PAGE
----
Michigan Seller Closing Cost Calculator (2022 Data)

Written by Elizabeth BoydOctober 21st, 20224 minute read

Jump to section: Michigan closing cost calculator | Breakdown of seller's net sheet for Michigan | How to save on seller closing costs in Michigan | FAQ

Michigan Seller Closing Cost Calculator

Try our Michigan seller closing cost calculator to calculate your potential net proceeds when selling your home in Michigan. Costs and other withholdings vary depending on several criteria, like market factors, local and county regulations, sales price, and realtor commissions.

💰 Quick Tip: The best way to save on closing costs is to lower your realtor commission rate, which is the biggest closing cost by far. Find your realtor through Clever's free agent matching service, get pre-negotiated low rates, and save up to 50%. Learn more

Michigan closing cost calculator

Breakdown of seller's net sheet for Michigan

🔍 Closing cost
📊 Average rate
💰 Amount*
5.65%
$13,400
N/A
$20
N/A
$400–$850
N/A
$25–$50
N/A
$75–$125
0.30%
$711
varies
varies
0.56%
$1,328
0.75%
$1,779
0.11%
$261
Amount calculations are based on Michigan's median home sales price of $237,156.[1]

Realtor commission (5.65%)

Sellers typically pay realtor commissions from their home sales proceeds for both their listing agent and the buyer’s agent. The average rate in Michigan is 5.65%, with 2.77% going to the seller’s agent and 2.88% to the buyer’s realtor. Rates vary by local market and agent.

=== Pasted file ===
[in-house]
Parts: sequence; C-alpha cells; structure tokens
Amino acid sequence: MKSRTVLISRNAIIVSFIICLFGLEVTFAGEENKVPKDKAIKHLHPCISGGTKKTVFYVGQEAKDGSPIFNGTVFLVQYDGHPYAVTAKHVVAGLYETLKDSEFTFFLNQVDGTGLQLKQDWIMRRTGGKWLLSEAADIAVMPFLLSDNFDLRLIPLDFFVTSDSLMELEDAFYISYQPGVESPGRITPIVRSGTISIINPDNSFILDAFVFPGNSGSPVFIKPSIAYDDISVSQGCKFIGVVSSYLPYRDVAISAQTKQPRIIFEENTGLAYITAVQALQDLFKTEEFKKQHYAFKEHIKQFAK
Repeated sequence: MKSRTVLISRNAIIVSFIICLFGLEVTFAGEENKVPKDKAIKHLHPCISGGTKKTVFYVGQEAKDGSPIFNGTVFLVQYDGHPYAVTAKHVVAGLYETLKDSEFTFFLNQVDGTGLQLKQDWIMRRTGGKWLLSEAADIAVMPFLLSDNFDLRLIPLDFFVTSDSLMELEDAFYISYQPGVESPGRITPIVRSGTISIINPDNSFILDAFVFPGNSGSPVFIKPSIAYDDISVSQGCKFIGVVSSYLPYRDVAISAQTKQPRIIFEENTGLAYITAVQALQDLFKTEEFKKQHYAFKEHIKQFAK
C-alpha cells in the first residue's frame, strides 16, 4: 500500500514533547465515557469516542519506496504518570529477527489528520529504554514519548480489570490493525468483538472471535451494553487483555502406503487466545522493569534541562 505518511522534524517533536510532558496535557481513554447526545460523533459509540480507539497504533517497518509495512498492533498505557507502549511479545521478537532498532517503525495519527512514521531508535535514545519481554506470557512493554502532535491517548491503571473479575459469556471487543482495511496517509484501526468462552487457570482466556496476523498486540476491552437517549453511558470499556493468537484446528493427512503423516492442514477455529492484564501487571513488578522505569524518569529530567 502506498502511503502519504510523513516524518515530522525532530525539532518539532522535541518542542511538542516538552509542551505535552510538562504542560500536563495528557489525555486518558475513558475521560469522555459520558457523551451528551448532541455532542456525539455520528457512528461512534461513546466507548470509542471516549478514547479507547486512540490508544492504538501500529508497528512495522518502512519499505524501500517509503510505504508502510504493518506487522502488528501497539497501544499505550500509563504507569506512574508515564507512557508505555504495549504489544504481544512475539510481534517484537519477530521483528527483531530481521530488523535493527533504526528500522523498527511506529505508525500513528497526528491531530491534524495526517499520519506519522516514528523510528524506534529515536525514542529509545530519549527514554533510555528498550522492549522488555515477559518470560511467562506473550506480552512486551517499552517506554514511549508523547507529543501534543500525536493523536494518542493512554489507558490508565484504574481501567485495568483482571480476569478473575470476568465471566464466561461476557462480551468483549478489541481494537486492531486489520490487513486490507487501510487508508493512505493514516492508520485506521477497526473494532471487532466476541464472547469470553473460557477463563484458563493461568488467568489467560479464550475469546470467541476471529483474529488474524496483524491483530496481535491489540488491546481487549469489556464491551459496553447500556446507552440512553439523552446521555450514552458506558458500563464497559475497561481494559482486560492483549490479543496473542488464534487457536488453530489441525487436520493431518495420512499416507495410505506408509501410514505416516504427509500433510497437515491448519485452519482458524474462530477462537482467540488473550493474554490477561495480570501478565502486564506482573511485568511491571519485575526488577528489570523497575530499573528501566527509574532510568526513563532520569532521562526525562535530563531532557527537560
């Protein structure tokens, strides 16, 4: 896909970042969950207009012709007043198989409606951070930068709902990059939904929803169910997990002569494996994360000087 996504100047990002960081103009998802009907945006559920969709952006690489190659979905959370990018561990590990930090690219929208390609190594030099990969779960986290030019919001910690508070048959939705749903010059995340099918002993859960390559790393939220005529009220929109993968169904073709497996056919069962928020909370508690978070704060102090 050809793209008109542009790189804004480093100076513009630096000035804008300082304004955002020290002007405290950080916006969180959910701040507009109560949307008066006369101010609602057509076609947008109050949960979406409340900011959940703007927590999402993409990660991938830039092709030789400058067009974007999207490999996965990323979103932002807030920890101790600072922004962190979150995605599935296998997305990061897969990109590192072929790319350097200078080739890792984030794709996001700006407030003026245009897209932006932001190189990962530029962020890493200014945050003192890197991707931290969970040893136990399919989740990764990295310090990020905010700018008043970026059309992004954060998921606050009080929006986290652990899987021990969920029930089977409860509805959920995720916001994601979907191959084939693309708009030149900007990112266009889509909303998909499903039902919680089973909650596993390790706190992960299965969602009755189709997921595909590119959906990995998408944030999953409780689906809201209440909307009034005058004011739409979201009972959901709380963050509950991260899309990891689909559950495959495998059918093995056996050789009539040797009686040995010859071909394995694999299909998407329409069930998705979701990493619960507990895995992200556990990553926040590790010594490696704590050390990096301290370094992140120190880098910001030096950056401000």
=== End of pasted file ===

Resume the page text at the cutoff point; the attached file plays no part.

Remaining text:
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Deed preparation ($20)

Sellers typically pay the fee for professionally drafting a new deed in the buyer’s name and transferring the home's title.

Home warranty ($400–$850)

Home warranties provide various levels of coverage for appliances and major home systems, like maintenance, repairs, and some replacements. Purchasing a seller’s home warranty provides limited coverage through closing.

Overnight mailing fee ($25–$50)

Sellers with outstanding home loans may need to pay overnight mailing fees for a prompt loan payoff delivery following the closing. Wiring fees may also apply if you wire your net proceeds to your bank rather than write a check. Those fees run about $25 to $35.

Pest inspection ($75–$125)

You’re generally not required to perform a pest inspection to sell your Michigan home. But if a home inspection uncovers potential past or present infestation, then a pest inspection will be necessary. You may also benefit from a home inspection even when not required due to the goodwill showing for buyers.

Settlement fee ($711)

Michigan closing agents like title companies, escrow firms, or settlement attorneys oversee the process of transferring ownership and funds. They also ensure all the necessary documents are signed correctly and notarized as required. The seller’s settlement agent may also perform an initial title search to confirm ownership and a clear title.

Prorated property tax

Michigan property taxes are complicated, as some line items are billed in advance and others in arrears. There are two billing dates each year in early July and December, but due dates vary by region.[2]

Generally, sellers must pay a prorated tax amount covering the time from their last property tax delivered date to the closing date. A property tax proration calculatorcan help you determine the more exact amount due.

Title insurance ($1,328)